1. Brittain, Vera. Testament of Youth. New York, New York: Penguin Books, 2005. (p.Back Cover).
  2. Watson, Janet. Fighting Different Wars. Cambridge: Cambridge University Press, 2004. (p.248).
  3. Bostridge, Mark. Introduction to Testament of Youth. New York, New York: Penguin Books, 2005. (p.xii).
  4. Brittain, Vera. Testament of Youth. New York, New York: Penguin Books, 2005. (p. 216).
  5. Brittain, Vera. Testament of Youth. New York, New York: Penguin Books, 2005. (p. 104).
  6. Brittain, Vera. Testament of Youth. New York, New York: Penguin Books, 2005. (p.403).
  7. Brittain, Vera. Testament of Youth. New York, New York: Penguin Books, 2005. (p.450).
  8. Brittain, Vera. Testament of Youth. New York, New York: Penguin Books, 2005. (p.450).
  9. Brittain, Vera. Testament of Youth. New York, New York: Penguin Books, 2005. (p.418).
  10. Watson, Janet. Fighting Different Wars. Cambridge: Cambridge University Press, 2004. (p.261).
  11. Grayzel, Susan R. Women's Identities at War. University of North Carolina Press: Chapel Hill. 1999. (p.8).
  12. Brittain, Vera. Testament of Youth. New York, New York: Penguin Books, 2005. (p.453).
  13. Brittain, Vera. Testament of Youth. New York, New York: Penguin Books, 2005. (p.104).
  14. Brittain, Vera. Testament of Youth. New York, New York: Penguin Books, 2005. (p.635).
  15. Bostridge, Mark. Introduction to Testament of Youth. New York, New York: Penguin Books, 2005. (p.xvi).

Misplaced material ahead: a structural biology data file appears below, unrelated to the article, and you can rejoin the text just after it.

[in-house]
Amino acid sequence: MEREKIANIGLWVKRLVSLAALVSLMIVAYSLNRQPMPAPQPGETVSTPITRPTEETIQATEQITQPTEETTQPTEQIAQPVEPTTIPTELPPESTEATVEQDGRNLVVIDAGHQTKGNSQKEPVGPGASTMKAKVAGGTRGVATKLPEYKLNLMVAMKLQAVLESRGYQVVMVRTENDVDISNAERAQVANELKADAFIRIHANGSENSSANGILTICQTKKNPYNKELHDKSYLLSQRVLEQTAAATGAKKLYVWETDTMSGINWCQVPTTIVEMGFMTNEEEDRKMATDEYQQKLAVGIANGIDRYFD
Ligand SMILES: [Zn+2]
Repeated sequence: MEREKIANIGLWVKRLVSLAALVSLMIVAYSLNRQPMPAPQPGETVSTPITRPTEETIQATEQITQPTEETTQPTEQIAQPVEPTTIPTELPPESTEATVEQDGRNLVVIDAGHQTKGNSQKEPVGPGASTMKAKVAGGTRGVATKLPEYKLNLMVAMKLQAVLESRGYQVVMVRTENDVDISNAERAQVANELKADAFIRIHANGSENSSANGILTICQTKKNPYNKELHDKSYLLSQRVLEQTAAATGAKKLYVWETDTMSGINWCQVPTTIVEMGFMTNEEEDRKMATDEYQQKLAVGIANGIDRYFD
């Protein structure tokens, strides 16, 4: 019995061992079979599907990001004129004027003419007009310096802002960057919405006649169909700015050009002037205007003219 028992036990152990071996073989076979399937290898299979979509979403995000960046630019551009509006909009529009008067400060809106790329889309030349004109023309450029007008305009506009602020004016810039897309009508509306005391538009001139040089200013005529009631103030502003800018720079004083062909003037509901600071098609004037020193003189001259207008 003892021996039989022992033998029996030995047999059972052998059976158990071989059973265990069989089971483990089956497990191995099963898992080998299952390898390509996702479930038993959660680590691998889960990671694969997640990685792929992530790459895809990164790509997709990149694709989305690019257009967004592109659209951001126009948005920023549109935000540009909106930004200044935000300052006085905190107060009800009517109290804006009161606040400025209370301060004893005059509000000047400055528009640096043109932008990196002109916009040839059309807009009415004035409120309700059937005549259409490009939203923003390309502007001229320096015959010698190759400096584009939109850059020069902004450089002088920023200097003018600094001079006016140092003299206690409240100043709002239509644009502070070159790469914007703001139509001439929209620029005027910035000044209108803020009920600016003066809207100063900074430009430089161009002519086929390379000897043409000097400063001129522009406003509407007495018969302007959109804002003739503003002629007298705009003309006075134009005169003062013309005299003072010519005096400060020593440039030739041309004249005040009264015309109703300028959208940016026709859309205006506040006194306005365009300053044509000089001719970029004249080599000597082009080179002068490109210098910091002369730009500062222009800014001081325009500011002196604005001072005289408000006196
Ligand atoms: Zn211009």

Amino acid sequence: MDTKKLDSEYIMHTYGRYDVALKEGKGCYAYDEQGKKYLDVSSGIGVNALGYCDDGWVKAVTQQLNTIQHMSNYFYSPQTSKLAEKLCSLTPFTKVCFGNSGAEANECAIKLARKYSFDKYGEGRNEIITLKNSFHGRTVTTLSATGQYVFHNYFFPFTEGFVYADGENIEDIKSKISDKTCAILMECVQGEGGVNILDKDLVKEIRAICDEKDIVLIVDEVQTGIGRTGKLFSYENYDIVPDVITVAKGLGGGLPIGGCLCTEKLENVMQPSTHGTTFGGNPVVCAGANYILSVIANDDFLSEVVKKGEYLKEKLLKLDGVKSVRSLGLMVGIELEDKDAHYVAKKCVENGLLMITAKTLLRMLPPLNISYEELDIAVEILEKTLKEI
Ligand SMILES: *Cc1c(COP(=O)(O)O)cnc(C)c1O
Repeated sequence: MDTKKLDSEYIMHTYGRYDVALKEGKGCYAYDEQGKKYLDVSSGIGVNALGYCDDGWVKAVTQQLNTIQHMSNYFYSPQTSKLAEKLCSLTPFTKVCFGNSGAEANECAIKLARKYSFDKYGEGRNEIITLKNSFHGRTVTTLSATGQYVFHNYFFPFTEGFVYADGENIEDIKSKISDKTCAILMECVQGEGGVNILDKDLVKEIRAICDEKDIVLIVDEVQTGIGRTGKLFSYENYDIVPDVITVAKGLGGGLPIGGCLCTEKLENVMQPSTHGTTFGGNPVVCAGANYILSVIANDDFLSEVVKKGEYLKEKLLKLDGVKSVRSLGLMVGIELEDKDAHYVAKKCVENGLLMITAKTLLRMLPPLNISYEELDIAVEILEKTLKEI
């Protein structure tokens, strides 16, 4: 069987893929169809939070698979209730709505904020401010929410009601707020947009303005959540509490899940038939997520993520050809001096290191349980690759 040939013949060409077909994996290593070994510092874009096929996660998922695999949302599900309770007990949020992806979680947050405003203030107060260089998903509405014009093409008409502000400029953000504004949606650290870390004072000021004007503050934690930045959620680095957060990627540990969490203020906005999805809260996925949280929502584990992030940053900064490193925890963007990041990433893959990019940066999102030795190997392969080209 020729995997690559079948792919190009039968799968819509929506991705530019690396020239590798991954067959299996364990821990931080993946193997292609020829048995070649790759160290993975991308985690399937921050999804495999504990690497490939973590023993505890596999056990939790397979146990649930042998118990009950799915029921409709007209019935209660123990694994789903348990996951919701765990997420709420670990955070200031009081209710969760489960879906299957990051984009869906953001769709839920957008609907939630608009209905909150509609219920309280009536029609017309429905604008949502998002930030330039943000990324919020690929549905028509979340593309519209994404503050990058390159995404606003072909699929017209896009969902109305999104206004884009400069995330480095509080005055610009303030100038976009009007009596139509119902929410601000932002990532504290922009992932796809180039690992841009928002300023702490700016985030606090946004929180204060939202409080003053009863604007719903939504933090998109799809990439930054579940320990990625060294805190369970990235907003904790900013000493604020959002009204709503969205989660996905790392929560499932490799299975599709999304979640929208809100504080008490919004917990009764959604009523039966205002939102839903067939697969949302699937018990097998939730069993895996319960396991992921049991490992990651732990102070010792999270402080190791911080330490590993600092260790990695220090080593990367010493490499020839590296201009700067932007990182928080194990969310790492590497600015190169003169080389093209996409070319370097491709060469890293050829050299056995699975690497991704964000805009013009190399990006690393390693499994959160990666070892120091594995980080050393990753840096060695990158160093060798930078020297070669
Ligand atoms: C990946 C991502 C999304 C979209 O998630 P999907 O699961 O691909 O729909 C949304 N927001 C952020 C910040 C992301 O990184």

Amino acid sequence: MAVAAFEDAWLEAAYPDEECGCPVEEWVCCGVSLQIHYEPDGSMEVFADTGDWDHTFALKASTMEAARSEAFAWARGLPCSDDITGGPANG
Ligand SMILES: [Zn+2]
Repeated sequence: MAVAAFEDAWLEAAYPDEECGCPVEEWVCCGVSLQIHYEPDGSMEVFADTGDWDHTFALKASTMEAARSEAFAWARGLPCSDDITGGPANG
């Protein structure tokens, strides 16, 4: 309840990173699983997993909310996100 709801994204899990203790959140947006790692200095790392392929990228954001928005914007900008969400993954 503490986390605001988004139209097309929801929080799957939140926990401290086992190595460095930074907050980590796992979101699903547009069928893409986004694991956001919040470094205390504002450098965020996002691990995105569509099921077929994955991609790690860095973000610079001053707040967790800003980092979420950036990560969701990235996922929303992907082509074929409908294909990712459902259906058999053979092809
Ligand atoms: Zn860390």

Additional Information

Jim Mumford's Additional Information

Annotated Bibliography

Jim Mumford's Annotated Bibliography

Works Cited

Brittain, Vera. Testament of Youth. New York, New York: Penguin Books, 2005.

Badhenhausen, Richard. Mourning Through Memoir: Trauma, Testimony, and Community in Vera Brittain’s “Testament of Youth”. Twentieth Century Literature, Vol. 49, No. 4 (Winter, 2003). Published by: Hofstra University. http://www.jstor.org/stable/3176034.

Mellown, Muriel. One Woman’s Way to Peace: The Development of Vera Brittain’s Pacifism. Frontiers: A Journal of Women Studies, Vol. 8, No. 2, Women and Peace, pp 1-6 (1985). Published by University of Nebraska Press. http://www.jstor.org/stable/3346044.

Watson, Janet. Fighting Different Wars. Cambridge University Press: New York, New York. 2004.

Grayzel, Susan R. Women's Identities at War. University of North Carolina Press: Chapel Hill. 1999.